The isolator device 10 is preferably made of a non-conductive plastic material such as Nylon, Teflon, or Delron. The isolator could be manufactured by injection molding or precision machining, with the former being preferred.
When an electrical circuit board to be placed in a machine or other system, being assembled, fails because one of the many components in the board is defective, one or several isolators 10 can be used to accomplish a systematic search for the location of the failed component. To insure a correct diagnosis of each component, the leads of the component must be sequentially isolated from the circuitry on the board in order to independently test each component so as to locate the malfunctioning component.
In FIG. 2 a circuit board 28 is shown, having circuitry interface contacts 30 and 32 on respective opposite sides 34 and 36 of the board. An aperture 38 in the board 28 is designed to receive the lead 40 of a component (not shown). Solder (not shown) is placed at the interface of the lead 40 and the circuit contacts 30 and 32 to electrically connect the component to the circuit.
The solder has been removed in FIG. 2 to show the use of the isolator 10. The sleeve 24 is inserted through the aperture 38 in board 28, and over the lead 40, so that the lead 40 is entirely confined within the cavity 26, and is surrounded by the sleeve, thereby electrically isolating the component lead 40 from the board circuit contacts 30 and 32. The depression 18 (in FIG. 1) in the handle portion 14 aids the user in the placement of his fingertips to properly guide the isolator through the board 28 in FIG. 2. The proper troubleshooting test can be quickly accomplished on the component. The testing can be done on the component with lead 40 and another lead of the component (not shown) with another isolator 10 without removing the components from the board, thus avoiding any possible damage to the leads of the component as when they are removed and reinserted.
Once the testing of the component in situ on the board 28 has been completed, and the component found in good shape, the isolator 10 is removed and solder is again placed at the interface of lead 40 and circuitry contacts 30 and 32 to provide electrical interconnection. The operator proceeds to another component and repeats the test procedure, using one or more isolators 10.
The inside diameter and length of the isolator cavity 26 are designed to accommodate all standard component leads. The outside diameter of the sleeve 24 is designed to allow insertion into the apertures of most standard printed circuit boards. In a preferred design of the present isolator 10, its length is approximately one inch, while the outside diameter of the sleeve 24 is 0.036 inch, and the diameter of the cavity 26 is 0.024 inch. The cavity 26 has a length of approximately 0.250 inch.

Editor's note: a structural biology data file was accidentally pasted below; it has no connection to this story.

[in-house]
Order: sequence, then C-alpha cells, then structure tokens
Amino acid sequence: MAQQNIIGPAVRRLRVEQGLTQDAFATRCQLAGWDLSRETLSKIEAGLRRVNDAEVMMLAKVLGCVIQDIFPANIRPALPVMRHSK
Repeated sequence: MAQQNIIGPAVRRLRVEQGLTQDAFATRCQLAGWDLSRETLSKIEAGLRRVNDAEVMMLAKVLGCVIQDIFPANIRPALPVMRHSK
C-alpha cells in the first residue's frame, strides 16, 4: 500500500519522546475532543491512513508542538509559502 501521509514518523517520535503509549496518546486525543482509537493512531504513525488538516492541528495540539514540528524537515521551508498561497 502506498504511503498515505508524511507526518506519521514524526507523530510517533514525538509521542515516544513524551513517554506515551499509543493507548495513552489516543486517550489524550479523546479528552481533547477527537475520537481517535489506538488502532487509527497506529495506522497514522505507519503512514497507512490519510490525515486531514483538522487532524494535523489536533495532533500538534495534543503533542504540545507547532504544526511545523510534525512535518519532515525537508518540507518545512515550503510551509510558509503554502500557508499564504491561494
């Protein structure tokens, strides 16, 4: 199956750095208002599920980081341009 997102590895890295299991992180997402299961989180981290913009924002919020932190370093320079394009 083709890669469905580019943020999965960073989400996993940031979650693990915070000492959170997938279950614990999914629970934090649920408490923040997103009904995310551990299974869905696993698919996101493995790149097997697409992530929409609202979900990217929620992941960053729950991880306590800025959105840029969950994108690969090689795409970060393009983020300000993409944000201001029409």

While I have shown and described in considerable detail what I believe to be the preferred form of my invention, it will be apparent to those skilled in the art that the invention is not limited to such details, but may take various other forms within the scope of the claims.
|Cited Patent||Filing date||Publication date||Applicant||Title|
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|US3114026 *||Nov 5, 1962||Dec 10, 1963||Fortune William S||Solder removing tool|
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|US3543990 *||Mar 13, 1968||Dec 1, 1970||Fortune William S||Vacuum desolder implement|
|US3549078 *||Apr 2, 1968||Dec 22, 1970||Fortune William S||Solder remover implement|
|US3618846 *||Feb 17, 1969||Nov 9, 1971||Patrick J Poli||Manually operated suction device|
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|DE2505241A1 *||Feb 7, 1975||Aug 19, 1976||Zeleny||Cold desoldering tool for printed circuits - removes solder around joint by turning tool|
|GB1051447A *||Title not available|
|Citing Patent||Filing date||Publication date||Applicant||Title|
|US6295724||Oct 28, 1999||Oct 2, 2001||International Business Machines Corporation||Apparatus for printed circuit board repair|
|US6356853 *||Dec 27, 1999||Mar 12, 2002||Daniel B. Sullivan||Enhancing voltmeter functionality|
|US6437254||Aug 24, 2001||Aug 20, 2002||International Business Machines Corporation||Apparatus and method for printed circuit board repair|
|U.S. Classification||29/825, 228/19, 174/138.00D|
|International Classification||G01R1/067, G01R31/28|
|Cooperative Classification||G01R31/2806, G01R1/067, Y10T29/49117|
|European Classification||G01R1/067, G01R31/28B4|
|May 22, 1987||REMI||Maintenance fee reminder mailed|
|May 24, 1987||REMI||Maintenance fee reminder mailed|
|Oct 18, 1987||LAPS||Lapse for failure to pay maintenance fees|
|Jan 5, 1988||FP||Expired due to failure to pay maintenance fee|
Effective date: 19871018